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US / 47 per cent of working now expect to retire later survey finds

Stung by a recession that sapped investments and home values, but expressing widespread job satisfaction, older Americans appear to have accepted the reality of a retirement that comes later in life and no longer represents a complete exit from the workforce. Some 82 per cent of working Americans over 50 say it is at least somewhat likely they will work for pay in retirement, according to a poll released Monday by the Associated Press-NORC Center for Public Affairs Research.

The survey found 47 per cent of working survey respondents now expect to retire later than they previously thought and, on average, plan to call it quits at about 66, or nearly three years later than their estimate when they were 40. Men, racial minorities, parents of minor children, those earning less than $50,000 a year and those without health insurance were more likely to put off their plans.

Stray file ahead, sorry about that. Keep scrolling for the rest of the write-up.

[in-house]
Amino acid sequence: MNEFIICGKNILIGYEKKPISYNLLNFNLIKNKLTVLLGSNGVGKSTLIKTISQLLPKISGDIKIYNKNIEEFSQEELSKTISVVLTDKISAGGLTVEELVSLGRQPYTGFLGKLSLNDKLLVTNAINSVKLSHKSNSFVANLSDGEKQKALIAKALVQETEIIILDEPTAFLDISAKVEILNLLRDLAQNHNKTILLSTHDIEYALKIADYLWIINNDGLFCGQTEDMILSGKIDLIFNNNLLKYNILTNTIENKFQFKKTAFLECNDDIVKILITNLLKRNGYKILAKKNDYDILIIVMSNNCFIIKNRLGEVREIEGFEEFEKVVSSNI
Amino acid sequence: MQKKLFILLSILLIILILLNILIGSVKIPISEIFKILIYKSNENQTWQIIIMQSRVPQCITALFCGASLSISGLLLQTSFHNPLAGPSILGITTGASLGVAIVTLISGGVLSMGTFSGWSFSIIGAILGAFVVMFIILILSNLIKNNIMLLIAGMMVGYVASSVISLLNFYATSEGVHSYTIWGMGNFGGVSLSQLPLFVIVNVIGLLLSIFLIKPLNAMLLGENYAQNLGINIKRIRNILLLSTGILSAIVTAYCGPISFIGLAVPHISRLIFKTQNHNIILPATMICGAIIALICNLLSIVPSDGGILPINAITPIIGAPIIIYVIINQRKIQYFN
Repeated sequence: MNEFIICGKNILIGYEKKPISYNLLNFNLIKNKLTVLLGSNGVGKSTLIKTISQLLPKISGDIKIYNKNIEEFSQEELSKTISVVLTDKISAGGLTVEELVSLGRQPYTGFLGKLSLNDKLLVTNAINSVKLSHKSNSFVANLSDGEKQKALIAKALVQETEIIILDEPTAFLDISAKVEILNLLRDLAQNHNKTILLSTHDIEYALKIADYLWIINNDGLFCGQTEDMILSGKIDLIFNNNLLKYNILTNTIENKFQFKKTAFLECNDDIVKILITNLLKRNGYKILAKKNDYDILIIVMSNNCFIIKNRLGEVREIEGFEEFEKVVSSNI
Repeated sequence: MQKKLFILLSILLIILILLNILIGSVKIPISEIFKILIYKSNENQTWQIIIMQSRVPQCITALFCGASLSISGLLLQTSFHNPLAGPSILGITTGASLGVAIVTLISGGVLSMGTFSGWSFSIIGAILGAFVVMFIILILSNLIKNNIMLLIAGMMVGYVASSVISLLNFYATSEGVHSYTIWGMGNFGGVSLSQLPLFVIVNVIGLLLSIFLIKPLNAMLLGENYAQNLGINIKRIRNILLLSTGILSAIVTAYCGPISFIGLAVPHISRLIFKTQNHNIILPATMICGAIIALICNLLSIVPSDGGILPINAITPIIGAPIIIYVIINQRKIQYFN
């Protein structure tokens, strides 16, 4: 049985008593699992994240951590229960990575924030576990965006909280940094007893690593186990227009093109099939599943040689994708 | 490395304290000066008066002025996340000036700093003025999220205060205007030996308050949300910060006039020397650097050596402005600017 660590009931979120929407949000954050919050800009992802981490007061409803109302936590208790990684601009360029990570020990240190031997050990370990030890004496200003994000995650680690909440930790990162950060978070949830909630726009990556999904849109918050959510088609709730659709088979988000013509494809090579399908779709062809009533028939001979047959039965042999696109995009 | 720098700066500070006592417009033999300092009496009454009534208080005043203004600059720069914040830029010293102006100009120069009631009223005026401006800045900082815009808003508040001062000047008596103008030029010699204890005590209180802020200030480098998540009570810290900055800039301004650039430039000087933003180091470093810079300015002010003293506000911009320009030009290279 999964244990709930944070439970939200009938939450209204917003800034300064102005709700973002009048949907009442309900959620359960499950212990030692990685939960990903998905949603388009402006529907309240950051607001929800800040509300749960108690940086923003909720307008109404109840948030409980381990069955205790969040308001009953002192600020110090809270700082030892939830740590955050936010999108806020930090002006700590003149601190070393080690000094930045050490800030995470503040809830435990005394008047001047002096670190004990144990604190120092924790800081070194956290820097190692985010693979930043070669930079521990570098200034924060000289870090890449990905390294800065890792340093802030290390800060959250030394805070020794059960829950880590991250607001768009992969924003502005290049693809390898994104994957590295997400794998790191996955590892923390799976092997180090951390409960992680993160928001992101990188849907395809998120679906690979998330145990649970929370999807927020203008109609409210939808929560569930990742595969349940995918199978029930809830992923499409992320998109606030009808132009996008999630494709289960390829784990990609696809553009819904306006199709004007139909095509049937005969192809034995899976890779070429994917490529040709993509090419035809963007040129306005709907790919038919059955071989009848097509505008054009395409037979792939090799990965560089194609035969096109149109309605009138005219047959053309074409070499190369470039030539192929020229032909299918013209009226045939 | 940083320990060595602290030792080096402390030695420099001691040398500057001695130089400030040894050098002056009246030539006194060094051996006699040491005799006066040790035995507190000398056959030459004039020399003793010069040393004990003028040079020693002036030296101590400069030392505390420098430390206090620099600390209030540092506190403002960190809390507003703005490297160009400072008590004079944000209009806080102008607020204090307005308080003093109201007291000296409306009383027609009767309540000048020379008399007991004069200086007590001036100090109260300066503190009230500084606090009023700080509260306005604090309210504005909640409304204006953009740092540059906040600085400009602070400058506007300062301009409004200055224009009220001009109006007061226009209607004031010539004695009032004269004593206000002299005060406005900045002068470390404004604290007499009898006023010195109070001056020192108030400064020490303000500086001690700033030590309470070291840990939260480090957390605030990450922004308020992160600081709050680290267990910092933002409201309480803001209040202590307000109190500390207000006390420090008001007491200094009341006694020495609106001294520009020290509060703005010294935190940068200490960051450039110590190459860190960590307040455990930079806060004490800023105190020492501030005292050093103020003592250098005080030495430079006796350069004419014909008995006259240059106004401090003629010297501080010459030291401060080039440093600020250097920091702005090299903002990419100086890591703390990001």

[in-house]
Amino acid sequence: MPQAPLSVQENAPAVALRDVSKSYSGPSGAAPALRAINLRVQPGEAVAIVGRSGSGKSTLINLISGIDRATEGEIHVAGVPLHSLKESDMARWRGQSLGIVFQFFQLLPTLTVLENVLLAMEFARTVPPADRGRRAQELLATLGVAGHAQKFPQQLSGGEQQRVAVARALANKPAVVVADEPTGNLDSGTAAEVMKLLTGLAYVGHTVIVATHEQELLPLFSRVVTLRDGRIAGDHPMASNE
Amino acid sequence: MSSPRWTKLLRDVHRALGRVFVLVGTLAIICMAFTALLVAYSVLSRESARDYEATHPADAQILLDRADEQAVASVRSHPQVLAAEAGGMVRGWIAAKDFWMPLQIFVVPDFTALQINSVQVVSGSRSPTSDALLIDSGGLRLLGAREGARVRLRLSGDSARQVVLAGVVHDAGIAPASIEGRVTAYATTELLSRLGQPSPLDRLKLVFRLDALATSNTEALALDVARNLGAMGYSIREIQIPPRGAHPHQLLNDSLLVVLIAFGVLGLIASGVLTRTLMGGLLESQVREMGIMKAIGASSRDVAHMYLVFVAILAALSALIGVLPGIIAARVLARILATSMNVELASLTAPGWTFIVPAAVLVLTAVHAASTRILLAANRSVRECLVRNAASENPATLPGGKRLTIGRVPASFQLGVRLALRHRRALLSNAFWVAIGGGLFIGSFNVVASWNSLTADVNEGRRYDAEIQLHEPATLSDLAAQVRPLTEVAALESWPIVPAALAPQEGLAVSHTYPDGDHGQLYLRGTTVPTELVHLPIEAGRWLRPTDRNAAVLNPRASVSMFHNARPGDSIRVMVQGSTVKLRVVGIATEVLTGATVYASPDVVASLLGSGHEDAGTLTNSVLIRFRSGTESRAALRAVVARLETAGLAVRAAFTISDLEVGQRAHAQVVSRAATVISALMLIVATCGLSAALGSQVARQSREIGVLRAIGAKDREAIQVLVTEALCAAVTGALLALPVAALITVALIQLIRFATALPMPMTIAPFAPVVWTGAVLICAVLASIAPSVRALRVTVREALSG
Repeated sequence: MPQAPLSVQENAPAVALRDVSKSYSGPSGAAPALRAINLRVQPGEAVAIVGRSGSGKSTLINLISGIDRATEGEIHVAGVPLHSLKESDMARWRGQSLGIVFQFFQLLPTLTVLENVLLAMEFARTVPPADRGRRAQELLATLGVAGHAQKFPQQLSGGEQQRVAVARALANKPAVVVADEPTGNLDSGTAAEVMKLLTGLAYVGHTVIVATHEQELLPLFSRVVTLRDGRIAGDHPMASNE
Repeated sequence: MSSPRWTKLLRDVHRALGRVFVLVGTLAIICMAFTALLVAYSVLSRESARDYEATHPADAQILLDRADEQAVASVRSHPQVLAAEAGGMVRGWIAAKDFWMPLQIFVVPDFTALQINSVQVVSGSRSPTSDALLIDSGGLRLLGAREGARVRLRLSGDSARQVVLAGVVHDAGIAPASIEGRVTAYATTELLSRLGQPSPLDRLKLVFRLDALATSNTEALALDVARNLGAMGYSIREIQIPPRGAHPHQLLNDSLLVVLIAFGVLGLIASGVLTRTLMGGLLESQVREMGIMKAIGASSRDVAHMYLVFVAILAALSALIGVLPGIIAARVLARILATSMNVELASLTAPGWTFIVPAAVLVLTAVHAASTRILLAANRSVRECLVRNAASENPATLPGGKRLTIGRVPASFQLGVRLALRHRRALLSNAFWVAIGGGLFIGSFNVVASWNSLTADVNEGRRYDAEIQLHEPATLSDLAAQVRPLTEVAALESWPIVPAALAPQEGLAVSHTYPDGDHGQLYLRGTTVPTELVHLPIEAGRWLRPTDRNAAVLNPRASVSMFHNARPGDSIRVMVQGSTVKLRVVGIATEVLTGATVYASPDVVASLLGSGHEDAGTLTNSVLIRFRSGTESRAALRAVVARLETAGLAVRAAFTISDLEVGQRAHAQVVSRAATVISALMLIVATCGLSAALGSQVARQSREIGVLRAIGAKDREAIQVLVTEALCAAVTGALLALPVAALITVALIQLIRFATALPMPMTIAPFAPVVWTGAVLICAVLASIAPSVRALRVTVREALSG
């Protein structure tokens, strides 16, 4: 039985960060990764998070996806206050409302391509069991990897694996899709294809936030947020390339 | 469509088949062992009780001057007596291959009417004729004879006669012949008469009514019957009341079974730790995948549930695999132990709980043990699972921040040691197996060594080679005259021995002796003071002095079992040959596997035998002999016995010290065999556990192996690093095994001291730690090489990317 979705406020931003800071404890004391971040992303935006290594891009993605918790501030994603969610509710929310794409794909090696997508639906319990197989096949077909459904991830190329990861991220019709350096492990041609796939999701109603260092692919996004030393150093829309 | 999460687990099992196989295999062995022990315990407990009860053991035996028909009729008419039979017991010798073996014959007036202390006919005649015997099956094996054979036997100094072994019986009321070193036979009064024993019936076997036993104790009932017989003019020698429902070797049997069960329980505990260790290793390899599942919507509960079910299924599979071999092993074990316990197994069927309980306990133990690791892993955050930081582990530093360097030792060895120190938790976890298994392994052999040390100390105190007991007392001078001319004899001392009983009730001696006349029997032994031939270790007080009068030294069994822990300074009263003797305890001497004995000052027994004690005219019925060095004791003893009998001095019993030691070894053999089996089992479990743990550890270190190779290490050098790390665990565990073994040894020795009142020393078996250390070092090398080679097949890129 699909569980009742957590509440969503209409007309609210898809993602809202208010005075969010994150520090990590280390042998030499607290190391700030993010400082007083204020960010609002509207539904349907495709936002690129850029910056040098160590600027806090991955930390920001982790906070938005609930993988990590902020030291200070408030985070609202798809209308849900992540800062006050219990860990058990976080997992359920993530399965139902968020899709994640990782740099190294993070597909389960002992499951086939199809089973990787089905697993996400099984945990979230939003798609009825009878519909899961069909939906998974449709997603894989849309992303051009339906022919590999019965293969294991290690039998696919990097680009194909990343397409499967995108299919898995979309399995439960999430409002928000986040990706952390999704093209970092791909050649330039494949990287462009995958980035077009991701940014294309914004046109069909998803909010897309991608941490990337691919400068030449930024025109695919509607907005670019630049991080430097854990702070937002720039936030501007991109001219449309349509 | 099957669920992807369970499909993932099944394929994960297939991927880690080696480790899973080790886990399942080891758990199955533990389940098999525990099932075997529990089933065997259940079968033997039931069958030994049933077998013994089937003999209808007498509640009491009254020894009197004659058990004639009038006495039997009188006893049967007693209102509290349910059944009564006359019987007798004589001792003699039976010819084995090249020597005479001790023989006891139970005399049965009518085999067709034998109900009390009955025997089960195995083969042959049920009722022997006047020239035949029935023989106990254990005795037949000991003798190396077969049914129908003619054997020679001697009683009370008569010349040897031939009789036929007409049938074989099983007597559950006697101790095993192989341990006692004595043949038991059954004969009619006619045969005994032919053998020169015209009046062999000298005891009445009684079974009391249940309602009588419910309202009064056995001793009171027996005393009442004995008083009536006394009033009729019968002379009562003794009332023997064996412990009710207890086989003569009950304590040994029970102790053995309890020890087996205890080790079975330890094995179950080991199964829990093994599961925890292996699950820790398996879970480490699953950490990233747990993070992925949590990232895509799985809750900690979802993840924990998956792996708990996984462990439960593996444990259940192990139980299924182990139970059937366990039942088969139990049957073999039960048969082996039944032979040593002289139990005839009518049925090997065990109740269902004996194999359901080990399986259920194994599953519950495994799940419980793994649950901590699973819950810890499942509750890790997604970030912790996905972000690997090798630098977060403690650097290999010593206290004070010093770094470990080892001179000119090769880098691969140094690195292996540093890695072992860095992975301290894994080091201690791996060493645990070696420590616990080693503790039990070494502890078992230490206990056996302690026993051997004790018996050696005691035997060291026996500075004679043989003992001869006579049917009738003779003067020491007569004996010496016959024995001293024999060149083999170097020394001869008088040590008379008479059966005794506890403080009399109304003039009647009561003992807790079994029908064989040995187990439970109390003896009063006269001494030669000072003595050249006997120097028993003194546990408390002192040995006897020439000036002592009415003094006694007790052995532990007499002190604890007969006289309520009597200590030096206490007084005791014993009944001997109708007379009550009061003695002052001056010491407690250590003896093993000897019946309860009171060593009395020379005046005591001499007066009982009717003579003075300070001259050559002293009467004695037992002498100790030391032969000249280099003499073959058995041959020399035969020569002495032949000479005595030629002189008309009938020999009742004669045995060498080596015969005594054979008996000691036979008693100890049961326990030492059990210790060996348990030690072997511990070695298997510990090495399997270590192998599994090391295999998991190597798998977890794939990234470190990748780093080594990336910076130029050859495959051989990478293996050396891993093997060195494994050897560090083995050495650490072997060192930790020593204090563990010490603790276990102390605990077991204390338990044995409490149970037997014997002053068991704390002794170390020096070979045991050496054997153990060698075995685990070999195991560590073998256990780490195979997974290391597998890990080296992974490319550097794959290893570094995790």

“Many people had experienced a big downward movement in their 401(k) plans, so they’re trying to make up for that period of time when they lost money,” said Olivia Mitchell, a retirement expert who teaches at the University of Pennsylvania.

About three-quarters of working respondents said they have given their retirement years some or a great deal of thought. When considering factors that are very or extremely important in their retirement decisions, 78 per cent cited financial needs, 75 per cent said health, 68 per cent their ability to do their job and 67 per cent said their need for employer benefits such as health insurance.

Chosen excerpts by Job Market Monitor. Read the whole story at 

Capture d’écran 2013-10-15 à 09.21.45

via Retirement dream vanishes for U.S. workers ravaged by recession.

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